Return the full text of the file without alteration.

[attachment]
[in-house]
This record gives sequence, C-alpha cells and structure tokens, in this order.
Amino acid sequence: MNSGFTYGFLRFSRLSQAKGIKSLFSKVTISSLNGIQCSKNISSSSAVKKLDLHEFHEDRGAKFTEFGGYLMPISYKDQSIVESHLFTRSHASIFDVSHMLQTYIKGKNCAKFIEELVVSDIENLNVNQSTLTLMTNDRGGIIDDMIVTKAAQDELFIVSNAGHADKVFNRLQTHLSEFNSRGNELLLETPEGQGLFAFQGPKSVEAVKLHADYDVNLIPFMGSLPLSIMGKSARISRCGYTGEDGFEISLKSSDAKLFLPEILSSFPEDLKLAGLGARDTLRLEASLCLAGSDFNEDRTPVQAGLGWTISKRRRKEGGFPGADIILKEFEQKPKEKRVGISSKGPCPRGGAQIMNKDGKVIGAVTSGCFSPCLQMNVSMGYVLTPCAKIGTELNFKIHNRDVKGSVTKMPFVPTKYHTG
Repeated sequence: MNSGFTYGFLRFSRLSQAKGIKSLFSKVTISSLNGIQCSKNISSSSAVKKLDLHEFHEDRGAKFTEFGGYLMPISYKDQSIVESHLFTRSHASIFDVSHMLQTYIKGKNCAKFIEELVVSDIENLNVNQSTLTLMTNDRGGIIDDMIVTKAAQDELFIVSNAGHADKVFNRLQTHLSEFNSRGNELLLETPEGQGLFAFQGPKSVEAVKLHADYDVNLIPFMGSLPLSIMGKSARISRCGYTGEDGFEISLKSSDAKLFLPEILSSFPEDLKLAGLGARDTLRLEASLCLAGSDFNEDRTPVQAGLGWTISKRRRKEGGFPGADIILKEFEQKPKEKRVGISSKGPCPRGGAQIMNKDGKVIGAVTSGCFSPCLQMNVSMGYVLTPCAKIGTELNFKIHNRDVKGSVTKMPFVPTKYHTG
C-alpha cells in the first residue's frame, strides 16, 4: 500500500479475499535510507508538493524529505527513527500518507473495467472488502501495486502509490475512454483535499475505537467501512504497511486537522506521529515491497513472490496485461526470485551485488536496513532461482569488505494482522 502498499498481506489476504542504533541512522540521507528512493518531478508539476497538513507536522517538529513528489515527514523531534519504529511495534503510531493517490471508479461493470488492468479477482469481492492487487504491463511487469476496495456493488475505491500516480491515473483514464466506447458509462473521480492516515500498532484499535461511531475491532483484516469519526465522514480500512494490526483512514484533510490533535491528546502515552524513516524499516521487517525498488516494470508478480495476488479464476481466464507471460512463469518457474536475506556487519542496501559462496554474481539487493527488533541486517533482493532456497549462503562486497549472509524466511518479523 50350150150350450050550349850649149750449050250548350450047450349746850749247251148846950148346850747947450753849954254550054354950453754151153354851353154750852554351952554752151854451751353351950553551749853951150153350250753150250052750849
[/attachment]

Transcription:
[in-house]
This record gives sequence, C-alpha cells and structure tokens, in this order.
Amino acid sequence: MNSGFTYGFLRFSRLSQAKGIKSLFSKVTISSLNGIQCSKNISSSSAVKKLDLHEFHEDRGAKFTEFGGYLMPISYKDQSIVESHLFTRSHASIFDVSHMLQTYIKGKNCAKFIEELVVSDIENLNVNQSTLTLMTNDRGGIIDDMIVTKAAQDELFIVSNAGHADKVFNRLQTHLSEFNSRGNELLLETPEGQGLFAFQGPKSVEAVKLHADYDVNLIPFMGSLPLSIMGKSARISRCGYTGEDGFEISLKSSDAKLFLPEILSSFPEDLKLAGLGARDTLRLEASLCLAGSDFNEDRTPVQAGLGWTISKRRRKEGGFPGADIILKEFEQKPKEKRVGISSKGPCPRGGAQIMNKDGKVIGAVTSGCFSPCLQMNVSMGYVLTPCAKIGTELNFKIHNRDVKGSVTKMPFVPTKYHTG
Repeated sequence: MNSGFTYGFLRFSRLSQAKGIKSLFSKVTISSLNGIQCSKNISSSSAVKKLDLHEFHEDRGAKFTEFGGYLMPISYKDQSIVESHLFTRSHASIFDVSHMLQTYIKGKNCAKFIEELVVSDIENLNVNQSTLTLMTNDRGGIIDDMIVTKAAQDELFIVSNAGHADKVFNRLQTHLSEFNSRGNELLLETPEGQGLFAFQGPKSVEAVKLHADYDVNLIPFMGSLPLSIMGKSARISRCGYTGEDGFEISLKSSDAKLFLPEILSSFPEDLKLAGLGARDTLRLEASLCLAGSDFNEDRTPVQAGLGWTISKRRRKEGGFPGADIILKEFEQKPKEKRVGISSKGPCPRGGAQIMNKDGKVIGAVTSGCFSPCLQMNVSMGYVLTPCAKIGTELNFKIHNRDVKGSVTKMPFVPTKYHTG
C-alpha cells in the first residue's frame, strides 16, 4: 500500500479475499535510507508538493524529505527513527500518507473495467472488502501495486502509490475512454483535499475505537467501512504497511486537522506521529515491497513472490496485461526470485551485488536496513532461482569488505494482522 502498499498481506489476504542504533541512522540521507528512493518531478508539476497538513507536522517538529513528489515527514523531534519504529511495534503510531493517490471508479461493470488492468479477482469481492492487487504491463511487469476496495456493488475505491500516480491515473483514464466506447458509462473521480492516515500498532484499535461511531475491532483484516469519526465522514480500512494490526483512514484533510490533535491528546502515552524513516524499516521487517525498488516494470508478480495476488479464476481466464507471460512463469518457474536475506556487519542496501559462496554474481539487493527488533541486517533482493532456497549462503562486497549472509524466511518479523 50350150150350450050550349850649149750449050250548350450047450349746850749247251148846950148346850747947450753849954254550054354950453754151153354851353154750852554351952554752151854451751353351950553551749853951150153350250753150250052750849